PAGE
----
Sand miners have invested huge amounts in production in the
Permian Basin formation in the United States, but 40/70 mesh
frac sand from the southern state of Texas still has to prove
itself in down-well applications.
The frac sand markets in the US are gearing up for what is
expected to be a massive shift in supply this year, when a huge
volume of sand capacity opens up in Texas.
More than 40 million tonnes per year of new sand production
is planned to come online in Texas by the end of 2018. This
volume is more than half of the estimated total demand in 2017,
and will create stiff competition for miners in the US Midwest
state of Wisconsin.
Rail companies are already warning of the potential effect of
this shift in supply on their profit margins.
But although the nameplate capacity of these planned mines
looks daunting for prices, it is not yet clear whether the
supplies will prove competitive in the growing frac sand
market. This is particularly so for larger mesh grades, with
one observer saying it could be six months or more until the
viability of 40/70 mesh material is proven.
Shift to the Permian
Texas sand is generally of lower crush strength, and lower
roundness and sphericity, than the Northern White sand found in
The ideal frac sand is considered to be very smooth and
spherical, because this gives the greatest space between grains
to allow hydrocarbons to escape. High strength ensures that the
sand is not deformed by the high pressure in the shale
But frackers in the Permian Basin in Texas are increasingly
reporting that the best results come from using as great a
volume of sand in wells as possible, with sand quality only a
And the number of wells is also booming. In the latest rig
count data from information supplier Baker Hughes, released on
Friday February 2, the number of active drilling rigs in the
Permian was reported at 427, the highest number seen for more
than three years, and this is driving up the demand for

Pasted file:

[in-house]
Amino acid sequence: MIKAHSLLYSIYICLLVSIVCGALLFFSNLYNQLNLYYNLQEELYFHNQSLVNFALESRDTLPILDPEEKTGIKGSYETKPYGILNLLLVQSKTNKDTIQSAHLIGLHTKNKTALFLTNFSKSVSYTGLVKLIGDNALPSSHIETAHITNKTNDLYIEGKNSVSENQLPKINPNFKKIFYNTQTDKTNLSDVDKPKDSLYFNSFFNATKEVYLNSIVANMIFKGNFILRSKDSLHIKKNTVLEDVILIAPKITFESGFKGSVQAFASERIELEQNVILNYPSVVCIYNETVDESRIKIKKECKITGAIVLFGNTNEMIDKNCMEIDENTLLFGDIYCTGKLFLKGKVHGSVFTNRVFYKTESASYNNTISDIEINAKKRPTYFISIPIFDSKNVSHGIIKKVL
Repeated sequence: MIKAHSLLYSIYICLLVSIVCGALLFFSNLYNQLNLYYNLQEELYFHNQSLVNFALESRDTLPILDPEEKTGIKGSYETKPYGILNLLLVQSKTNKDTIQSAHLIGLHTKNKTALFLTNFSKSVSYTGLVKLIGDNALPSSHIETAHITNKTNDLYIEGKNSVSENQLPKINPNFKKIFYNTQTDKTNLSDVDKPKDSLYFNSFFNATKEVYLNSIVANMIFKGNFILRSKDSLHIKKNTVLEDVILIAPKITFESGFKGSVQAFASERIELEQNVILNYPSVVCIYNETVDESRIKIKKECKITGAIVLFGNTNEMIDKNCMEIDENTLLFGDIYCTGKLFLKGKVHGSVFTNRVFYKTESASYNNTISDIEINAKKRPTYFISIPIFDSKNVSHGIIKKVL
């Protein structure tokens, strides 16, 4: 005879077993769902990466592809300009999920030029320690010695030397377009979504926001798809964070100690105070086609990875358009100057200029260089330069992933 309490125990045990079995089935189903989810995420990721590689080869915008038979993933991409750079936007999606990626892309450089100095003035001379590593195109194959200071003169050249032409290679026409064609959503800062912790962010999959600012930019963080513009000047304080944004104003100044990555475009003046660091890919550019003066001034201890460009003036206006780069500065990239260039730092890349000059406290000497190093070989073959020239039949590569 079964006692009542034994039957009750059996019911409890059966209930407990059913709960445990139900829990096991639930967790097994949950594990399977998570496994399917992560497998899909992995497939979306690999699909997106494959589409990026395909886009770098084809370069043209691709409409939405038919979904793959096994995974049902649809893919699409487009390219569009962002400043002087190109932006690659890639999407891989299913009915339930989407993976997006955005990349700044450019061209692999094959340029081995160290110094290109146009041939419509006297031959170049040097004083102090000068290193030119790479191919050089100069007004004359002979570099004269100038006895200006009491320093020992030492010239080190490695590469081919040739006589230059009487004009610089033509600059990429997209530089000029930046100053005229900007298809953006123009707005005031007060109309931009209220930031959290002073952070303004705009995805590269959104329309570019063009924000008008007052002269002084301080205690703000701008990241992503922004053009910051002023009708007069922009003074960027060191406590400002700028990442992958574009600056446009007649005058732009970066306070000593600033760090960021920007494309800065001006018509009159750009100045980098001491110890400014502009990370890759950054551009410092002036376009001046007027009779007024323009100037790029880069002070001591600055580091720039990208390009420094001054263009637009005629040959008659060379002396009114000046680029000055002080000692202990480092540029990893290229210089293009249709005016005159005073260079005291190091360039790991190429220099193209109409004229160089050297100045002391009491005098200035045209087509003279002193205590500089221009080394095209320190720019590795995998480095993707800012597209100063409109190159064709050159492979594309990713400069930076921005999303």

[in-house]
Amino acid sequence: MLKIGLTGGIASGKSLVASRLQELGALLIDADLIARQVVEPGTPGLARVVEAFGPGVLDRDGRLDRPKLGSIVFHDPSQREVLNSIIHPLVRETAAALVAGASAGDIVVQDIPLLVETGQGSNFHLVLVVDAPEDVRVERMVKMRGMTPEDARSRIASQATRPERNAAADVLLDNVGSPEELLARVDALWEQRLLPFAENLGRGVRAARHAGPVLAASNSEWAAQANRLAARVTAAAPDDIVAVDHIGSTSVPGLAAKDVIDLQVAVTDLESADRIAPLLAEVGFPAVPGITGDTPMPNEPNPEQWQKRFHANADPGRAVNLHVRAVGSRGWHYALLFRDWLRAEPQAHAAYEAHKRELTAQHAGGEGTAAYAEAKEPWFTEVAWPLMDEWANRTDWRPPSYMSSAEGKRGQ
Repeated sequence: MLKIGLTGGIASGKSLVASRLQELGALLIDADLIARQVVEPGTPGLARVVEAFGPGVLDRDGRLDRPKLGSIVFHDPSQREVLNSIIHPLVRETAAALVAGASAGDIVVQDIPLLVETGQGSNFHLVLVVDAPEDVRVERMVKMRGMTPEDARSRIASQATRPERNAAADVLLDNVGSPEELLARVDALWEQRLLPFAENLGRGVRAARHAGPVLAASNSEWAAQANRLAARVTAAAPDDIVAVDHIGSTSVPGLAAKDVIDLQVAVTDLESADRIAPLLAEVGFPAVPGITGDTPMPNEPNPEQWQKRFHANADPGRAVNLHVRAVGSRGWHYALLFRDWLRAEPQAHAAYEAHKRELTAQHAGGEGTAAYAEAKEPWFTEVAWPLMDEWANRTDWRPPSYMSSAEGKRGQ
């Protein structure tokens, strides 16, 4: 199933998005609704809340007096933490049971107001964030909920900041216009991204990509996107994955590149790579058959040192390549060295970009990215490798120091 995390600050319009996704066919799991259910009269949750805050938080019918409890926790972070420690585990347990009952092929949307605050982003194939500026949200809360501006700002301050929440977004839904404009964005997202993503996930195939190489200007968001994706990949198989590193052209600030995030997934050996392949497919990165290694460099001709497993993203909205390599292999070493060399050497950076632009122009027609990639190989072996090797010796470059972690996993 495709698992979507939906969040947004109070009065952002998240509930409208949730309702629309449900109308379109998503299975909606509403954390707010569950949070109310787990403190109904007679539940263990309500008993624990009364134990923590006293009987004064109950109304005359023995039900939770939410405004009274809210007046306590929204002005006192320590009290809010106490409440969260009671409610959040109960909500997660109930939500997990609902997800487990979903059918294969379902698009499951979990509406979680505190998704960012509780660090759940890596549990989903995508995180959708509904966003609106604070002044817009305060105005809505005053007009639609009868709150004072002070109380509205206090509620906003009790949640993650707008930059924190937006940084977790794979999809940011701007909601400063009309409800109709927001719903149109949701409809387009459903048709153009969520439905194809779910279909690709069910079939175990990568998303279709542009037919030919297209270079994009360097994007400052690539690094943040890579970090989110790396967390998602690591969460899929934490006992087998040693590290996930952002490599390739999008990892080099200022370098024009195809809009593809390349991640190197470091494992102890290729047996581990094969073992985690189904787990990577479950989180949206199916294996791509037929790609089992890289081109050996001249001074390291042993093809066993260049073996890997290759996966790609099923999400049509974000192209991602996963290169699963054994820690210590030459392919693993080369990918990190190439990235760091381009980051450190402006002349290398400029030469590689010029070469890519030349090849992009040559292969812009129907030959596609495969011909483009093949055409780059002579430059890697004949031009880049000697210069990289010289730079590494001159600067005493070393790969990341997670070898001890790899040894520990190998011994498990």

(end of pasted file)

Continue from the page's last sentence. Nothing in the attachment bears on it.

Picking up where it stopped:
This drive to increased sand intensity, while keeping costs
down, is fueling the shift toward sand produced near the wells,
to reduce shipping costs.
And for Texas frackers, that means the use of sand mined
inside the Permian Basin, from where it can be quickly and
cheaply delivered to the well head.
This increase in Texan production threatens demand for
Northern White sand, mined in Wisconsin and Minnesota, which
has until now been the preferred grade.
"It suits everyone," a sand miner told Industrial Minerals in
January. "We sell for more at the mine [and] they are paying
Time will tell
But this shift in supply will not come instantly, according
to Taylor Robinson, president of logistics specialist PLG
"Demand for Northern White will remain strong through the
first half of the year," he said. "Local Permian mines [in
Texas] are still in the early stages, either ramping up or not
Robinson added that the local mines being developed in other
shale basins will not have any substantial effects until
And even when the Permian mines come online, it is currently
unclear just how much Northern White demand can be replaced,
particularly with larger mesh size sand, where crush strength
is more critical.
"Most of the industry says that the Permian 100 mesh is
going to replace the imported 100 mesh. 100 mesh supply will
quickly move to the south [of the US]," Robinson said.
"The question is the Permian 40/70… will it work in
the deeper wells, especially in the Delaware Basin?" he
warned. "They’re testing that now.
It’s going to take six to nine months before the
initial trial results are known."